Skiing tourism is particularly vulnerable to climate change as rising temperatures and changes in rainfall patterns decrease the reliable snow conditions of the skiing destinations. Artificial snow can only partially substitute for the lack of snow since artificial snow usually requires temperatures below 4° C. In many German ski resorts in low mountain ranges, this temperature limit will probably more seldom reached in future. The complex installation and the very water- and energy-intensive operation of snowmaking systems increase the costs for ski resorts and make them increasingly unprofitable. In addition, artificial snow entails major environmental disadvantages, such as a shortening of the growing season and increasing water and energy consumption. Snowmaking systems can thus only be used as an effective adaptation measure on an interim basis.
Due to the limited altitude of German ski resorts and the likely negative ecological impacts, moving up to higher regions is often not an option either. For many current ski resorts, a far more effective adaptation measure is to adjust the tourism offer, switching from snow-dependent winter sports to year-round activities. All-weather all-year activities like city, cultural and event tourism provide reliable earnings potentials. Many regions and cities have already developed concepts for conversion. In view of today’s winter tourism regions it is also expected that these can benefit from a growth potential for the health and adventure tourism, which includes a variety of activities such as ice-skating, winter hiking trails, fitness, wellness and indoor activities. In this respect it is also important to promote ecologically sensitive forms of tourism and a sustainable environmental management of tourism companies.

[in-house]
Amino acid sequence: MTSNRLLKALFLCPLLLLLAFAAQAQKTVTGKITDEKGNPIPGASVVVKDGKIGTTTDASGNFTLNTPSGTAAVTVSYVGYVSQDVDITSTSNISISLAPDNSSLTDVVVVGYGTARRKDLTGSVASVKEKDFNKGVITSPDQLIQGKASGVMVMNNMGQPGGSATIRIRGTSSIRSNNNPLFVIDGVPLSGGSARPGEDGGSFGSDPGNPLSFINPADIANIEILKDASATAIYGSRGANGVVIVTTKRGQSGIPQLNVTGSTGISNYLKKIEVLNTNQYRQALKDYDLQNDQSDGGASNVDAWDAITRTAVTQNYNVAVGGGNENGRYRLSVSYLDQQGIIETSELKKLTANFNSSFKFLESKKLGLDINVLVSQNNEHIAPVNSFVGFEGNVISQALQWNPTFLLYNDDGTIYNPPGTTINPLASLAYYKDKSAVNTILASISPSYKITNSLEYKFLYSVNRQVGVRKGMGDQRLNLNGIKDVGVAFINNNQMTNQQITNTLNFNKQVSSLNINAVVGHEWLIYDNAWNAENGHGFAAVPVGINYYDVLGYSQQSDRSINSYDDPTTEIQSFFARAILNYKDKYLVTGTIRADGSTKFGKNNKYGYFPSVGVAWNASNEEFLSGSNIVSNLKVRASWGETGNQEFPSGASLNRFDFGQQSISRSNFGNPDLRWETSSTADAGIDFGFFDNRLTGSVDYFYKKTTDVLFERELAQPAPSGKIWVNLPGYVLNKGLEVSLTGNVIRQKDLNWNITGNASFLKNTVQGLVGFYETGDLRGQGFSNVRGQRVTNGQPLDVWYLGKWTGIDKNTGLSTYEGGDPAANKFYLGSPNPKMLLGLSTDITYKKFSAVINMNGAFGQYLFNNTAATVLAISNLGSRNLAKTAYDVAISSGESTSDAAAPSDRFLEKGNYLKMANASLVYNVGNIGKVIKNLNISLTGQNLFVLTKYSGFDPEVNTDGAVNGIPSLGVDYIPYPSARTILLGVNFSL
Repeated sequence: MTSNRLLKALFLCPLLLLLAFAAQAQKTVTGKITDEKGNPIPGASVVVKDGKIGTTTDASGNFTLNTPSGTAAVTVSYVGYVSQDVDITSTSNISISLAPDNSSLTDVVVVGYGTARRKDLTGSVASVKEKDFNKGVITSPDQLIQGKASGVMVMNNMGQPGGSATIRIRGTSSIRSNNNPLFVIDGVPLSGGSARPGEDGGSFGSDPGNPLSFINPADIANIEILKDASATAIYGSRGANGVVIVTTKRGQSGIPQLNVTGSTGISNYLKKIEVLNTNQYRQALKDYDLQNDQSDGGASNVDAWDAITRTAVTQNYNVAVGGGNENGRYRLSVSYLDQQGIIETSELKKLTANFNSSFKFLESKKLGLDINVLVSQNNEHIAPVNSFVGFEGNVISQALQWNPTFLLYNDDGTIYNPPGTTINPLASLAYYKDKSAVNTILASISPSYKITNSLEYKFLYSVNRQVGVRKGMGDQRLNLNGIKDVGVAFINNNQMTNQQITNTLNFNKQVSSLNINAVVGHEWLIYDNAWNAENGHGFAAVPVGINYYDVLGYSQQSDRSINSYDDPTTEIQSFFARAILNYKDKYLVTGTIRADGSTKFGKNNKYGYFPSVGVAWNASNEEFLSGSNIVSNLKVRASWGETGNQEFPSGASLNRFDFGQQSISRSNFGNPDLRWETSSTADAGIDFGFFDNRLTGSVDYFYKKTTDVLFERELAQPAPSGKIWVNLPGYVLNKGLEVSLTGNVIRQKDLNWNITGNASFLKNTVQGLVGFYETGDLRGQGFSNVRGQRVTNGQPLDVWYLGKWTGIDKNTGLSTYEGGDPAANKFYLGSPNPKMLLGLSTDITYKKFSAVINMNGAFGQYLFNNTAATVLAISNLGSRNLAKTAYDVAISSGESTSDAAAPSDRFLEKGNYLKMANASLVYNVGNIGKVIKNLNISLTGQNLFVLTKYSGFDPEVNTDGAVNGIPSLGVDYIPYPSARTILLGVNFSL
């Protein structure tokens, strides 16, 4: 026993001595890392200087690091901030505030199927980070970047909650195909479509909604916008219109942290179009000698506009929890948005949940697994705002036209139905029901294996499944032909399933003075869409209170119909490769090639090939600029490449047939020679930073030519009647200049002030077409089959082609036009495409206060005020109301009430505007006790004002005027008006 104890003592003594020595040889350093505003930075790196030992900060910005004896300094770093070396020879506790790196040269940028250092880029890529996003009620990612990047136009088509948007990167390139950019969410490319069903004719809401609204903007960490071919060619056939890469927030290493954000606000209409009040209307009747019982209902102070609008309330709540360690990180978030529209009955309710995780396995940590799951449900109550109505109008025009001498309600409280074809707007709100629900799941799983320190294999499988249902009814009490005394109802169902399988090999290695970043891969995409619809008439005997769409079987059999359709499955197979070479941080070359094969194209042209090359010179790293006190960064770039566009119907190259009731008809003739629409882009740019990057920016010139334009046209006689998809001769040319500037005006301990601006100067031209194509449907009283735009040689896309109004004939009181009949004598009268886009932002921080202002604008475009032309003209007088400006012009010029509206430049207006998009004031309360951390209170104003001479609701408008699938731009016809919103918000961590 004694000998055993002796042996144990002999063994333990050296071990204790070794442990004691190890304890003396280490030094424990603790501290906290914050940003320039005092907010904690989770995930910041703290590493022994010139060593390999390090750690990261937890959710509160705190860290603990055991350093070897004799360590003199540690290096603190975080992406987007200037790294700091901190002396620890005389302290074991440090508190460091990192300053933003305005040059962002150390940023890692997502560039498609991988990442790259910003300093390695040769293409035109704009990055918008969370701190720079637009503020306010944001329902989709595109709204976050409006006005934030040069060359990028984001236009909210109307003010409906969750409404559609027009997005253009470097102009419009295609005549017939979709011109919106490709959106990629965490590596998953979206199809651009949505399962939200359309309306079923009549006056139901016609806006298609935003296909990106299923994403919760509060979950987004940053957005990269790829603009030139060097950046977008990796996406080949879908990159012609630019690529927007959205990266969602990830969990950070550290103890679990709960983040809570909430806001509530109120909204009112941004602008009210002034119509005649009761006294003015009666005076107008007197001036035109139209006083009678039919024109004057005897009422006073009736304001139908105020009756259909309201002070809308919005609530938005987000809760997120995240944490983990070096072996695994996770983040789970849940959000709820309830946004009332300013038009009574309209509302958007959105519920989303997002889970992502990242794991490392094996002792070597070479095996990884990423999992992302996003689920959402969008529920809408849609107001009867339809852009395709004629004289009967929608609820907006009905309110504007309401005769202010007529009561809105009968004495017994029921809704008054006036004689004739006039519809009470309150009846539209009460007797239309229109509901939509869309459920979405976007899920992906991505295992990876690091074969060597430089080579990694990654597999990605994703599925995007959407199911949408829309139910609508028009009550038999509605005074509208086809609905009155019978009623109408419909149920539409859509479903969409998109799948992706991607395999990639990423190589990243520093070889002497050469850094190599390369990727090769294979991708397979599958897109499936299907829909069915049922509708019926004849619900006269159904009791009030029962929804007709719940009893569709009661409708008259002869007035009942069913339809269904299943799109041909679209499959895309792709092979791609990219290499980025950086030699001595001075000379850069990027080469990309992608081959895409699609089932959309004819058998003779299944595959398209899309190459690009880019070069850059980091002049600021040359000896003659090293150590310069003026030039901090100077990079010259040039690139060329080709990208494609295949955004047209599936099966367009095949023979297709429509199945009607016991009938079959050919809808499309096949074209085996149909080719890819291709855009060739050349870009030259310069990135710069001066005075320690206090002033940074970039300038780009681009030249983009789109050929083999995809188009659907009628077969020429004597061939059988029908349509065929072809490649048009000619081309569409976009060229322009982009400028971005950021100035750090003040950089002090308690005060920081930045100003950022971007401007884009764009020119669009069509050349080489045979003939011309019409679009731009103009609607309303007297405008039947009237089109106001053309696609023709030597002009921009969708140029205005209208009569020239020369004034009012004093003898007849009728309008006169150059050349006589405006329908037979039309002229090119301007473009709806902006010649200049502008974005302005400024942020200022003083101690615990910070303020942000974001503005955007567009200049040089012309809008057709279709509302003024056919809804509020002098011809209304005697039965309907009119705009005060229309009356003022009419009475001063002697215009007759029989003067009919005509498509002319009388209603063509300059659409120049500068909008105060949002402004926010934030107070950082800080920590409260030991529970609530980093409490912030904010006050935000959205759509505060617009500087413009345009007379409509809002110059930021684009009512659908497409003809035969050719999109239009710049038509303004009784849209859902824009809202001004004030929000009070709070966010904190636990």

An integrated approach is necessary for the reorientation of tourism strategies. Climate change is only one of the drivers that affect winter tourism. Other factors such as a changing leisure patterns, demographic changes and economic factors will also challenge the tourism sector in the future. In addition, a sustainable alignment of tourism requires the cooperation of stakeholders from nature conservation, transport planning and regional development.
Concrete adaptation options for summer tourism are difficult to identify, as the impacts of climate change on summer vacations are very complex. Particular challenges affecting tourism at the coasts are increasing storm surges and erosion of coasts. This can be countered with the development of early warning systems, which inform local residents and tourists in case of expected extreme weather events. Within the framework of appropriate risk management concepts, tourist infrastructure facilities can also be protected with the help of dikes or bulkheads. Further examples are buildings on stilts or a relocation of sensitive infrastructure into the interior.
The protection of seas and bathing waters is necessary to avoid health risks resulting from germs and bacteria developing at high water temperatures. Overall, however, it can be assumed that the bathing tourism in Germany will benefit from climate change, as the attractiveness of German bathing regions increase thanks to warmer summers. This is especially the case for the North and Baltic Seas in comparison to the Mediterranean, where it will be increasingly hot in the summer.
Basically, like with winter tourism, the diversification of the tourism offer constitutes an effective adaptation measure.
In the surrounding areas of large cities, the development of specific services for residents of urban areas who want to escape the hot city centres entails opportunities for the nature and sports tourism.